The coronavirus crisis has completely changed the way we perceive life in the community. More and more people are moving away from public transportation because of the passenger influx, the fear of being contaminated is great. Nevertheless, with real-time information on the number of passengers on public transport, the use of public transport may become widespread again. Focus on current experimentation and solutions.
Making public transportation more enjoyable
As we have seen with recent Google updates, the comfort of passengers using public transit is a key concern. Options such as the ability to view real-time information on ridership in public transportation are flourishing on various mobility applications.
In June 2020, Transit conducted a study in North America on passenger flow in public transit and how it could affect the passenger experience. Unsurprisingly, 61% of people with access to a car avoid using public transit. In addition, before the pandemic, more than 60 per cent of users claimed to board public transit, even when crowded. This number is now only of 10%. A very significant drop that is important to note. Nevertheless, with real-time passenger information, nearly 75% of travelers would plan their trip differently, probably leaving their car behind.
It is, therefore, more important than ever to develop solutions that indicate the number of passengers in public transportation. But how can this be done?
Numerous possibilities to measure the passenger influx
First of all, we have the possibility of being able to count on the users who are currently in public transport, by allowing them to enter the different information on the level of ridership. This is the case of RATP, which last June integrated a new collaborative functionality into its application. This is also the case for the Transit application. The latter allows users to share information on passenger numbers by answering a simple question when the GO “step by step” is launched, to accompany the passenger on his or her journey.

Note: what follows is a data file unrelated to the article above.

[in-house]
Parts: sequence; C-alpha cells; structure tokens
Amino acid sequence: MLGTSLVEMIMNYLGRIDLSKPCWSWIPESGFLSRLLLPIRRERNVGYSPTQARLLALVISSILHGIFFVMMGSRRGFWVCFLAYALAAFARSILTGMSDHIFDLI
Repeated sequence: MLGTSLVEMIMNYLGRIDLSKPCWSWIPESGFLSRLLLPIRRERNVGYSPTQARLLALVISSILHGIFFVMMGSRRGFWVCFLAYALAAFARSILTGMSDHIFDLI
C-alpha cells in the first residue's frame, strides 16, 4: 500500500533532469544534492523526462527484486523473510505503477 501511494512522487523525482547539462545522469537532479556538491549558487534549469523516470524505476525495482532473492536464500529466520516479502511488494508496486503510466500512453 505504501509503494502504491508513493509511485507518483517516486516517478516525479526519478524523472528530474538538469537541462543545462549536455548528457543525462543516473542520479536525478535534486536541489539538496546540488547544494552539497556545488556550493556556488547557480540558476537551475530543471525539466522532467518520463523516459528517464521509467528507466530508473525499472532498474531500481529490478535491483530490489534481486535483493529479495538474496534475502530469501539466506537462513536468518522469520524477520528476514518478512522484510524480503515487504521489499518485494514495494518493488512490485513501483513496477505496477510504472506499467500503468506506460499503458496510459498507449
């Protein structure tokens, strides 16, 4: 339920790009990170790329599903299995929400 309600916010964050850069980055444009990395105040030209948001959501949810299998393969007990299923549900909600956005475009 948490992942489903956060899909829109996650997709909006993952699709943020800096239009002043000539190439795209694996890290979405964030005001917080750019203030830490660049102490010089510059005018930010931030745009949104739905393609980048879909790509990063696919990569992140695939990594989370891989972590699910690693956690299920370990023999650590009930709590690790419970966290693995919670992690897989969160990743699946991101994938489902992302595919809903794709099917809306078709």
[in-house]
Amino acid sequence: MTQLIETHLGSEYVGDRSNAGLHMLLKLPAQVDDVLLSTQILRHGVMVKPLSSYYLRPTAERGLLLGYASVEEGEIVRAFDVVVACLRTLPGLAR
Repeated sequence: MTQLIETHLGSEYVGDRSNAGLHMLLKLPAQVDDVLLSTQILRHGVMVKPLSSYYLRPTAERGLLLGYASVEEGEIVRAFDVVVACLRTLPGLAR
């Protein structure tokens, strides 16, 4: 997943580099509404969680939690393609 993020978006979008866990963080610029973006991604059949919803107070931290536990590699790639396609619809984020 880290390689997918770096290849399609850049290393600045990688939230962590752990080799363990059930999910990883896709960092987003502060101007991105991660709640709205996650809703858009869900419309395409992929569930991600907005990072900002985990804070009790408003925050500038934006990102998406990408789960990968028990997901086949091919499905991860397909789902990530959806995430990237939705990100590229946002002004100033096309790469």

The shortcoming of collective participation is that it is only effective if passengers actually enter the information in real time. This can sometimes be complicated when metro lines are not equipped with a 4G network for example.
Calculation and sensors
At the moment Keolis is experimenting on two Ile-de-France bus lines a system called DotPulse to analyze Wifi traces. The aim is to detect the number of smartphones present in the transports trying to connect to a Wifi network or having geolocation activated.
In addition, another technique used by many transport operators is to install sensors that calculate the number of passengers based on the weight present in the trains. This is the case in the Sydney trains, where sensors have been installed in each car. Passengers are therefore informed of the number of seats still available, which is useful information for people with disabilities or the elderly.
Keolis has also put this technique to the test on two bus lines. It aims to use one of the two techniques by the end of 2021 to ensure optimum service for all users. As far as the processing of personal data is concerned, Keolis ensures that it complies with the GSPD. The data will be used to feed artificial intelligence. The latter will make it possible to anticipate and adapt users’ journeys according to the number of passengers on the lines.
Finally, another technique used to calculate the number of passengers using public transport is the installation of counting units to calculate the number of passengers entering and leaving a bus, for example.
In the long run, there is no doubt that information on the influx of passengers will be fully taken into account by the various mobility operators. The passenger experience will then be optimal and will make it possible, in particular, to maintain safe distances, but also to make travel on public transportation more pleasant. And why not attract new passengers who are rather reluctant to use public transportation.